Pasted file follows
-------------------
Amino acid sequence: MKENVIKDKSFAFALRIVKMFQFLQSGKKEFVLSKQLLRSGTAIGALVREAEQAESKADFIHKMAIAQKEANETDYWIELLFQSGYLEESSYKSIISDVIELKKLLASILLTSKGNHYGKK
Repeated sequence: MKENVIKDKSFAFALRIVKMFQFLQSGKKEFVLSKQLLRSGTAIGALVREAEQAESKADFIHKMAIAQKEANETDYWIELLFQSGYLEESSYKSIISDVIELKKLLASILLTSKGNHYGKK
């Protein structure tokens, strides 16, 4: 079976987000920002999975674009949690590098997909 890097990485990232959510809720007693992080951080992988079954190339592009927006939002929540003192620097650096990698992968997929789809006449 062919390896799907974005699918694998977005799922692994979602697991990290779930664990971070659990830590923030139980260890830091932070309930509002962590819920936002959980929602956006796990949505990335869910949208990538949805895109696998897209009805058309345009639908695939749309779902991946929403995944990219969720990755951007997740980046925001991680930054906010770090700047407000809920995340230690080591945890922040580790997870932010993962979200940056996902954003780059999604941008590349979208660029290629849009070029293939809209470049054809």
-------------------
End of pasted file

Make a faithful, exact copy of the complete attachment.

Amino acid sequence: MKENVIKDKSFAFALRIVKMFQFLQSGKKEFVLSKQLLRSGTAIGALVREAEQAESKADFIHKMAIAQKEANETDYWIELLFQSGYLEESSYKSIISDVIELKKLLASILLTSKGNHYGKK
Repeated sequence: MKENVIKDKSFAFALRIVKMFQFLQSGKKEFVLSKQLLRSGTAIGALVREAEQAESKADFIHKMAIAQKEANETDYWIELLFQSGYLEESSYKSIISDVIELKKLLASILLTSKGNHYGKK
């Protein structure tokens, strides 16, 4: 079976987000920002999975674009949690590098997909 890097990485990232959510809720007693992080951080992988079954190339592009927006939002929540003192620097650096990698992968997929789809006449 062919390896799907974005699918694998977005799922692994979602697991990290779930664990971070659990830590923030139980260890830091932070309930509002962590819920936002959980929602956006796990949505990335869910949208990538949805895109696998897209009805058309345009639908695939749309779902991946929403995944990219969720990755951007997740980046925001991680930054906010770090700047407000809920995340230690080591945890922040580790997870932010993962979200940056996902954003780059999604941008590349979208660029290629849009070029293939809209470049054809």